Fishing kayaks are designed to be shorter and lighter than typical touring kayaks, making them easier to transport and navigate in and out of the water.

Read Guides

6. Inflatable Kayaks

Most inflatable kayaks are geared for recreational use, although others are built for whitewater use. You may inflate them with a foot or electric pump before using them. Their hulls are large and robust, making them ideal for calm water. 

Inflatable kayaks can be folded down to a small size, and some types can even be carried in a bag. Inflatable kayaks are available in both sit-on and sit-in configurations. Check out our guide on the Best Inflatable Kayaks for portable kayaking.

Most inflatable kayaks are tough, rubberized nylon that won’t bend or dent when hit by pebbles. This implies they can withstand inclement weather as well as significantly rougher seas. 

They’re solid and simple to control, making them an excellent first project for kids or beginners. Some high-end variants have internal ribbing for further stability and can be used in critical situations.

7. Day-Touring Kayak

The day-touring kayak is longer and sleeker than recreational kayaks, with a hull that is generally 18 feet long and travels through the water more effectively. 

This helps the boat stay on course for more extended periods and minimizes the work required to paddle. Beginners who want to go on longer kayaking trips and improve their abilities before upgrading to a touring or sea kayak would benefit from a day touring kayaks. 

Day-tourer kayaks have the same stability and mobility as recreational kayaks, but they have more control in rougher conditions.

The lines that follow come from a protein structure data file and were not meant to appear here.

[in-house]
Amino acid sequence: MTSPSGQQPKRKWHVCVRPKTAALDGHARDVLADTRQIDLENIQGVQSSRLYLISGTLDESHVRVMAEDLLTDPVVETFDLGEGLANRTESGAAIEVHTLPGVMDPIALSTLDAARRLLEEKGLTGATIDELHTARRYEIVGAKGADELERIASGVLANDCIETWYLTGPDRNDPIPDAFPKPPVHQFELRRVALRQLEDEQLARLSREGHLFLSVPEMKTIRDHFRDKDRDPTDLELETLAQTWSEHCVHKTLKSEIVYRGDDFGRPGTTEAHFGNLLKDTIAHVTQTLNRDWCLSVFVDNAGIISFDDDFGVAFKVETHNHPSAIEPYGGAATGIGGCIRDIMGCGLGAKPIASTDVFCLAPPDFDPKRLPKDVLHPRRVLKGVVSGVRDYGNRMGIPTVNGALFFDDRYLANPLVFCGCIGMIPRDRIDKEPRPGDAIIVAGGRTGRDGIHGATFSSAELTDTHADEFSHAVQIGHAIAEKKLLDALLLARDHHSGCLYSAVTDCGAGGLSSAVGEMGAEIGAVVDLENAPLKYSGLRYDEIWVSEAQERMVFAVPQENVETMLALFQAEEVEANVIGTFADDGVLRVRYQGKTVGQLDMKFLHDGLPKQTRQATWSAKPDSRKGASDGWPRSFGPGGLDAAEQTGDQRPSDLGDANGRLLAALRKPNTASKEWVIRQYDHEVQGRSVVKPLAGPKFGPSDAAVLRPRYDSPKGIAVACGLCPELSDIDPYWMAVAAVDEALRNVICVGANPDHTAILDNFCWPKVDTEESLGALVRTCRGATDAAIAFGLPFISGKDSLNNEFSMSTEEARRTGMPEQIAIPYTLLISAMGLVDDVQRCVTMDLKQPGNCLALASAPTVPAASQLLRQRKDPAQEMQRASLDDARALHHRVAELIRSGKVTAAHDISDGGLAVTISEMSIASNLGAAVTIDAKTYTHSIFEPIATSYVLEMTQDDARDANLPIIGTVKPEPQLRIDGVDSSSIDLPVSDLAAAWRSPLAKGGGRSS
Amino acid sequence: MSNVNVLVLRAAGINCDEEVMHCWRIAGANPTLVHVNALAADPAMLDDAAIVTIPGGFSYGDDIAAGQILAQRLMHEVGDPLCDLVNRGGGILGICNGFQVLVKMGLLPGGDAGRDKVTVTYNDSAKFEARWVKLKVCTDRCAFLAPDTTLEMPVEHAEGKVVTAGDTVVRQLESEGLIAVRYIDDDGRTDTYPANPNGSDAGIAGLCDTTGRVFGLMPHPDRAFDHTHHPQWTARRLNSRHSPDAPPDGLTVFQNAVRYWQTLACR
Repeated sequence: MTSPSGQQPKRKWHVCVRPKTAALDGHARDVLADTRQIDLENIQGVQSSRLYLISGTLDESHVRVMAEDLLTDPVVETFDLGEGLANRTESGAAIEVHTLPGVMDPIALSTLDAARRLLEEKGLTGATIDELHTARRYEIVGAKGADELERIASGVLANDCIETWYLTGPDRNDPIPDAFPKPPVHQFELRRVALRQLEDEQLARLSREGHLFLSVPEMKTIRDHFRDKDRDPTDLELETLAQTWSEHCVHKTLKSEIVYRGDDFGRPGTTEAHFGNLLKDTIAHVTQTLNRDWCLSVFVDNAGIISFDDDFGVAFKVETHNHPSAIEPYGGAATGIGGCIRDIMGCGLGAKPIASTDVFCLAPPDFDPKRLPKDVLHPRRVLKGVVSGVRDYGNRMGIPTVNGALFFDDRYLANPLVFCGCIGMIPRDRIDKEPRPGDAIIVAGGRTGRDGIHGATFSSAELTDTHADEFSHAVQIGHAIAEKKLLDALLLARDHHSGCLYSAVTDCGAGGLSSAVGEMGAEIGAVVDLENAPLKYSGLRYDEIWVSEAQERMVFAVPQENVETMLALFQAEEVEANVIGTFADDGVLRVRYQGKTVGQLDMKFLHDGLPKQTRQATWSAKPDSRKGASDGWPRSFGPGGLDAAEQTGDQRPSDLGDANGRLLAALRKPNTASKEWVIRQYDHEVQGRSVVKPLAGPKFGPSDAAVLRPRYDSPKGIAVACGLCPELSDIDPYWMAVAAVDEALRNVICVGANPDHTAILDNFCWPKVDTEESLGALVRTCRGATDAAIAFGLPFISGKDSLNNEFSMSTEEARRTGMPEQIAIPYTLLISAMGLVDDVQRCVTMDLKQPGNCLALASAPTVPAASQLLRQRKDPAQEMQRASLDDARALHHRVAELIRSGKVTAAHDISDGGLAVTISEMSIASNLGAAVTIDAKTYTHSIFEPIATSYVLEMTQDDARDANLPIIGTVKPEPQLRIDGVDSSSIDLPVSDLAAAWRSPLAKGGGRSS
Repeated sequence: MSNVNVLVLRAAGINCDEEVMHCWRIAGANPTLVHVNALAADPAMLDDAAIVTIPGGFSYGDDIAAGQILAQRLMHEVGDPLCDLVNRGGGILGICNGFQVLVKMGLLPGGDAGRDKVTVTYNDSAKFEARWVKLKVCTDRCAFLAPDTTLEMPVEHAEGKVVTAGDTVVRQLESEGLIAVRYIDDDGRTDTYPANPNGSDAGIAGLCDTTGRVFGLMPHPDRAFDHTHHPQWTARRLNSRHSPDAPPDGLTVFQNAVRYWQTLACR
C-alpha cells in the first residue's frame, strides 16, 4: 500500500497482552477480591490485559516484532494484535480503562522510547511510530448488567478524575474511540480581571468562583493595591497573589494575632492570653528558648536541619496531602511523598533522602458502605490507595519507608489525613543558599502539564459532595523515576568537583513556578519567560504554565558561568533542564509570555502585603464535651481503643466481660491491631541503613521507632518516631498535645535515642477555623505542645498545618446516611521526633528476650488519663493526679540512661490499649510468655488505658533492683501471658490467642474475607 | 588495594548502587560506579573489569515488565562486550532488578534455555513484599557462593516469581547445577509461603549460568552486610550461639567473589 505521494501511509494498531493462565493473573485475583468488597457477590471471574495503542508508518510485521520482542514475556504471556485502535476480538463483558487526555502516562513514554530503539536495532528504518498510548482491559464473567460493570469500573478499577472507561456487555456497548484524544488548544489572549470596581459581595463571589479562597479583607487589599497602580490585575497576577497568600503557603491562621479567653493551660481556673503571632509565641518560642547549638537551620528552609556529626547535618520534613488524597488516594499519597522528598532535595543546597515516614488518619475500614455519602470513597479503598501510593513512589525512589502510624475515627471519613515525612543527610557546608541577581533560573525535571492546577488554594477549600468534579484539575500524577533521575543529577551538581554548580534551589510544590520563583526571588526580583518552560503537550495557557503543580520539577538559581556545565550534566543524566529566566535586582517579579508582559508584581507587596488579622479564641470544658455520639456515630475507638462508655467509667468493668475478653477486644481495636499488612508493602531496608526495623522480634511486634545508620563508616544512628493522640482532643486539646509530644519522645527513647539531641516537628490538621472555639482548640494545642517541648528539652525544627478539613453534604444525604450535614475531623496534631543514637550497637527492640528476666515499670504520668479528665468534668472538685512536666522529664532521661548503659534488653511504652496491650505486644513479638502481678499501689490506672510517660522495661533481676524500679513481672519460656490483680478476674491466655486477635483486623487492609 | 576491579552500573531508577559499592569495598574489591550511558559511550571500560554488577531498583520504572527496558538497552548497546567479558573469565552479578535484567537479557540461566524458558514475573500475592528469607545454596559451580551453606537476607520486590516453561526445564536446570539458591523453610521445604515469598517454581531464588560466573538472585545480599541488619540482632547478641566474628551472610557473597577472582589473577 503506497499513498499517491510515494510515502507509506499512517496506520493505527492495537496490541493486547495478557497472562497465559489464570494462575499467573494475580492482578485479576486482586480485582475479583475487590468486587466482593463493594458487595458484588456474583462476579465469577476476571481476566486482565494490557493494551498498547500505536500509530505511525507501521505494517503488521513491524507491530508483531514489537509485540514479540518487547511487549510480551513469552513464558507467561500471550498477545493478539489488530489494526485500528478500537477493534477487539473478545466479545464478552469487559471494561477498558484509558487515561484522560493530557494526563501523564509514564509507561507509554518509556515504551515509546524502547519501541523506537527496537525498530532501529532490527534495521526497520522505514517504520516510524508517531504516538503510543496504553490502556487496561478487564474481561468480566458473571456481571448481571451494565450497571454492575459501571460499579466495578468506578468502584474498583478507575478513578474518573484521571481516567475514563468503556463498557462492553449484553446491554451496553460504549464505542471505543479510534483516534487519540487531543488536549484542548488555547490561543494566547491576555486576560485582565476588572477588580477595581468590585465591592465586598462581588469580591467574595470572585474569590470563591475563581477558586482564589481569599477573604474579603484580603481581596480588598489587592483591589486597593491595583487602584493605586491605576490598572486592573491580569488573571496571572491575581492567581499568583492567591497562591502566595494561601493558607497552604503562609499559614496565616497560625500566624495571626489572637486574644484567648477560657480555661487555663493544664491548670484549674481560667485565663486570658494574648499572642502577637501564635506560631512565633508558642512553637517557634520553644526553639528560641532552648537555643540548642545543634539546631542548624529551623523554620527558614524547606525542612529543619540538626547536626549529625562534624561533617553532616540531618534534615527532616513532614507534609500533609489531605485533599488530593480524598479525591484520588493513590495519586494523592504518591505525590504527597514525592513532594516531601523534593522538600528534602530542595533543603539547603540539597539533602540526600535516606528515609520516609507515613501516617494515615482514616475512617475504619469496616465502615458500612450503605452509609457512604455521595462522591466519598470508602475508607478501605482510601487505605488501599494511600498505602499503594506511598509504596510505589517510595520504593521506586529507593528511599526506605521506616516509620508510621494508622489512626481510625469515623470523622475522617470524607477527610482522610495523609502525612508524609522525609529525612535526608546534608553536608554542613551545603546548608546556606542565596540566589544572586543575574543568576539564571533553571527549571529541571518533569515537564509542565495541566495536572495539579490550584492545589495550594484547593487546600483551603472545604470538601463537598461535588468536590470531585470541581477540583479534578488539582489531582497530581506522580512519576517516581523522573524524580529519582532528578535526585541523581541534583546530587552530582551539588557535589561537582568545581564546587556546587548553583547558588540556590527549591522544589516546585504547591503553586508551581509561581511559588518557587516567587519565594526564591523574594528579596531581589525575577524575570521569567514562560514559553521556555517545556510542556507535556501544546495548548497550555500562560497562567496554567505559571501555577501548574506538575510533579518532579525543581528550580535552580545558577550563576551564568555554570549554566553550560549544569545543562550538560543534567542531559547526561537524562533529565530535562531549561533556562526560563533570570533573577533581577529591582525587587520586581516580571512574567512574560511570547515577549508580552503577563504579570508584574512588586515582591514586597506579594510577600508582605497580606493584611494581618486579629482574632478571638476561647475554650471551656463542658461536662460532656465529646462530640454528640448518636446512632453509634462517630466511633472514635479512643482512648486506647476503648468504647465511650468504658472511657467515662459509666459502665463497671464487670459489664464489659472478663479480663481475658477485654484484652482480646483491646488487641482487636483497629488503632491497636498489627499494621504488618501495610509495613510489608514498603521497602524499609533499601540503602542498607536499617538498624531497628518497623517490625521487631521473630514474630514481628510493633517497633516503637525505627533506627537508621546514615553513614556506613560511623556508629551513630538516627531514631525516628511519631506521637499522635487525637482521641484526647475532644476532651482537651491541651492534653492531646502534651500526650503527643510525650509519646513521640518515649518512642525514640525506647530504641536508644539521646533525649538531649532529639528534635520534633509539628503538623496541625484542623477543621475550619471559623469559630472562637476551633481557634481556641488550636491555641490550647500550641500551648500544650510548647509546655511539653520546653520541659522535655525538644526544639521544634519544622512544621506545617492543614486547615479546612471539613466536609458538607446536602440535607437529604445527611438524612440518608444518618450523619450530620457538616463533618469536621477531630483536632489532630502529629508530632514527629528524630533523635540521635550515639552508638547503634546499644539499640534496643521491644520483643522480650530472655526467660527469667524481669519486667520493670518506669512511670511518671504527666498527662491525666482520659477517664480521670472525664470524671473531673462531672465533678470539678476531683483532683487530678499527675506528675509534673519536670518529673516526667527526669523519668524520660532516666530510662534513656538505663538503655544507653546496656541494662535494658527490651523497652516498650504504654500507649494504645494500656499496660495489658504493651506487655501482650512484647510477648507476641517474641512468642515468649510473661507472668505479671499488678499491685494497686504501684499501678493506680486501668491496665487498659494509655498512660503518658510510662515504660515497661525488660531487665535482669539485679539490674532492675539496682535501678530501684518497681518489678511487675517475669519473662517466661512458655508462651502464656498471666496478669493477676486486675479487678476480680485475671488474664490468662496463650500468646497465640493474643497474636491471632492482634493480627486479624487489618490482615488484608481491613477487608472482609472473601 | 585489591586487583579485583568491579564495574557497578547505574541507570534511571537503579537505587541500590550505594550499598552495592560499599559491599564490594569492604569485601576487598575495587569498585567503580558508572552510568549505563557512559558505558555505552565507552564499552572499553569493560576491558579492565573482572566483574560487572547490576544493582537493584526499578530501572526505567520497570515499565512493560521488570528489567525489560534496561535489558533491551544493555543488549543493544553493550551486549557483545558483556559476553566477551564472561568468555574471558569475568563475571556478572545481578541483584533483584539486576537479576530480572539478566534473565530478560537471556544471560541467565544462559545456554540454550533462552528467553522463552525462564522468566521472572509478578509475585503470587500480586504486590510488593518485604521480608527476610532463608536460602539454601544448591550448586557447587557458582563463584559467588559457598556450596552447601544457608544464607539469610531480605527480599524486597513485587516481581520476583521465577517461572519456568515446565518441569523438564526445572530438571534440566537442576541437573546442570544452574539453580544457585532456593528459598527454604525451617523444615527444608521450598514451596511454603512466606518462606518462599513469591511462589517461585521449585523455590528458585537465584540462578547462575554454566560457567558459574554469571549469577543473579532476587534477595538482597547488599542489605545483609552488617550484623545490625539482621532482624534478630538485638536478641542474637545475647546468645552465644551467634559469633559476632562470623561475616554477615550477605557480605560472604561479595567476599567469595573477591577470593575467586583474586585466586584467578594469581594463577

8. Touring Kayak

The touring kayak is long and strong, making it quick and efficient across long distances. Most designs come with one or more interior bulkheads that allow for a large quantity of internal storage and range in length from 12 to 24 feet. 

Touring kayaks are frequently equipped with a rudder or skeg (a fixed rudder) to improve steering and adjust for wind, current or tide movement. The sleek shape and narrow beam of the touring kayak allow it to go fast through the water and track in a straight line for long periods. 

This lessens the paddler’s physical exertion and makes the kayak perfect for longer voyages. More equipment can be kept on hand with a larger storage capacity.

9. Sea Kayak

The sea kayak is a variation of the touring kayak with a larger rocker curve from bow to stern that helps it crest into approaching waves. It also features a V-shaped, thin front profile. They can handle rougher waves because of their design, but it comes at the sacrifice of stability. 

Compared to a regular touring kayak, the sea kayak is simpler to manage, track straighter, and is less likely to be overwhelmed by waves. As a result, it’s ideal for trips along the shore. Sea kayaks of today are built to transport a lot of gear. 

Sea kayaks, for example, may be used for journeys of two weeks or longer in conditions ranging from the tropics to the Arctic.

10. Folding Kayaks

The technology behind folding kayaks has advanced significantly in recent years, based on the skin-on-frame boats utilized by the Inuit and Greenlandic tribes. Full-length touring boats may now be packed into a tiny bag thanks to new materials. 

They’re light enough to carry about with ease. As a result, they’re the ideal answer for the storage and transportation challenges that come with longer, non-foldable touring kayaks. Folding kayaks are unusual. They can be collapsed into a small, portable bundle. They are small and light, making kayaking accessible to individuals who do not have a lot of storage room.

With so many possibilities, make sure you pick the perfect sort of kayak for a fun day on the lake.

Jules and Ken

Jules and Ken

We are outdoor lovers, travellers, and writers all rolled into one. You have seen our posts here reviewing lots of different types of outdoor gear, camping equipment, RV equipment, kayaking, to cycling. Our reviews are guided by our years of experience being outdoors. We are happy to share our knowledge with you to make a better choice when you are outdoors.

We hope you enjoyed this article and if you have questions about any of the Different Types of Kayaks, or want to leave your own personal review, feel free to leave a comment below. We would love to hear from you!